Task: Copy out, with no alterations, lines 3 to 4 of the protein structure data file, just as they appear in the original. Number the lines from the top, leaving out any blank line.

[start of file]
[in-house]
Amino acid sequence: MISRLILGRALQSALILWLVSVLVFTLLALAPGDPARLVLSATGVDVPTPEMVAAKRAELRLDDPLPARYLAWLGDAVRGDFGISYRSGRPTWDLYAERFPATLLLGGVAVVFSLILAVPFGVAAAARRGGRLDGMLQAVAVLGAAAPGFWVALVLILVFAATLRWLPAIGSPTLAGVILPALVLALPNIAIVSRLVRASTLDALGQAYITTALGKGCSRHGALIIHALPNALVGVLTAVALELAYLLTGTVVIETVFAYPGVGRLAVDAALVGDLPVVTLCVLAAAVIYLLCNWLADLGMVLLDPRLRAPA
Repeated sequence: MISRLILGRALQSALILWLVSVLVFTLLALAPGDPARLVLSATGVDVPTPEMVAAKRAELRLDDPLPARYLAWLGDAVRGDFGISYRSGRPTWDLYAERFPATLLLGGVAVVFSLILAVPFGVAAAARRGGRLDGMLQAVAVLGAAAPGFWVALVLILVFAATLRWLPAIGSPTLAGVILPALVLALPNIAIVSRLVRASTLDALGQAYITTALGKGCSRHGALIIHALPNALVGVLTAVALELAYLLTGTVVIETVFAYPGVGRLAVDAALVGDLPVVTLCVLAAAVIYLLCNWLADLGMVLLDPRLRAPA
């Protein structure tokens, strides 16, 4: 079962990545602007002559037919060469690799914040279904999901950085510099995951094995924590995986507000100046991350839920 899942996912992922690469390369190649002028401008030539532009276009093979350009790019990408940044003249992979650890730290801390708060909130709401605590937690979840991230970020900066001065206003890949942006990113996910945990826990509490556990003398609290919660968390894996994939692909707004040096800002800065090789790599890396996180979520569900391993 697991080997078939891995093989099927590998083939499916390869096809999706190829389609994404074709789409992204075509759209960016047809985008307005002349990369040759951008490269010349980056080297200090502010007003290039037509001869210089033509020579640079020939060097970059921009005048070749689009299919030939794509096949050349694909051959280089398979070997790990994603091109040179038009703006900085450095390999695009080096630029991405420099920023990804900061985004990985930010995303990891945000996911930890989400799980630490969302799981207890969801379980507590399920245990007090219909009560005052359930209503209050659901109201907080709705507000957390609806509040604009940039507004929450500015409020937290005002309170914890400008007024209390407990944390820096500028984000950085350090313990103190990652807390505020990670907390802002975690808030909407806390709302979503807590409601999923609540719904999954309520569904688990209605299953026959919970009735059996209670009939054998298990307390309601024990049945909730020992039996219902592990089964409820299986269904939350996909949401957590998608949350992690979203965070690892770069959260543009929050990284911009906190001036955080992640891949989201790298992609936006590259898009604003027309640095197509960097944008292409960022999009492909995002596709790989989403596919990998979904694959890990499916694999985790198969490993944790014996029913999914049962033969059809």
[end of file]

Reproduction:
Repeated sequence: MISRLILGRALQSALILWLVSVLVFTLLALAPGDPARLVLSATGVDVPTPEMVAAKRAELRLDDPLPARYLAWLGDAVRGDFGISYRSGRPTWDLYAERFPATLLLGGVAVVFSLILAVPFGVAAAARRGGRLDGMLQAVAVLGAAAPGFWVALVLILVFAATLRWLPAIGSPTLAGVILPALVLALPNIAIVSRLVRASTLDALGQAYITTALGKGCSRHGALIIHALPNALVGVLTAVALELAYLLTGTVVIETVFAYPGVGRLAVDAALVGDLPVVTLCVLAAAVIYLLCNWLADLGMVLLDPRLRAPA
């Protein structure tokens, strides 16, 4: 079962990545602007002559037919060469690799914040279904999901950085510099995951094995924590995986507000100046991350839920 899942996912992922690469390369190649002028401008030539532009276009093979350009790019990408940044003249992979650890730290801390708060909130709401605590937690979840991230970020900066001065206003890949942006990113996910945990826990509490556990003398609290919660968390894996994939692909707004040096800002800065090789790599890396996180979520569900391993 697991080997078939891995093989099927590998083939499916390869096809999706190829389609994404074709789409992204075509759209960016047809985008307005002349990369040759951008490269010349980056080297200090502010007003290039037509001869210089033509020579640079020939060097970059921009005048070749689009299919030939794509096949050349694909051959280089398979070997790990994603091109040179038009703006900085450095390999695009080096630029991405420099920023990804900061985004990985930010995303990891945000996911930890989400799980630490969302799981207890969801379980507590399920245990007090219909009560005052359930209503209050659901109201907080709705507000957390609806509040604009940039507004929450500015409020937290005002309170914890400008007024209390407990944390820096500028984000950085350090313990103190990652807390505020990670907390802002975690808030909407806390709302979503807590409601999923609540719904999954309520569904688990209605299953026959919970009735059996209670009939054998298990307390309601024990049945909730020992039996219902592990089964409820299986269904939350996909949401957590998608949350992690979203965070690892770069959260543009929050990284911009906190001036955080992640891949989201790298992609936006590259898009604003027309640095197509960097944008292409960022999009492909995002596709790989989403596919990998979904694959890990499916694999985790198969490993944790014996029913999914049962033969059809």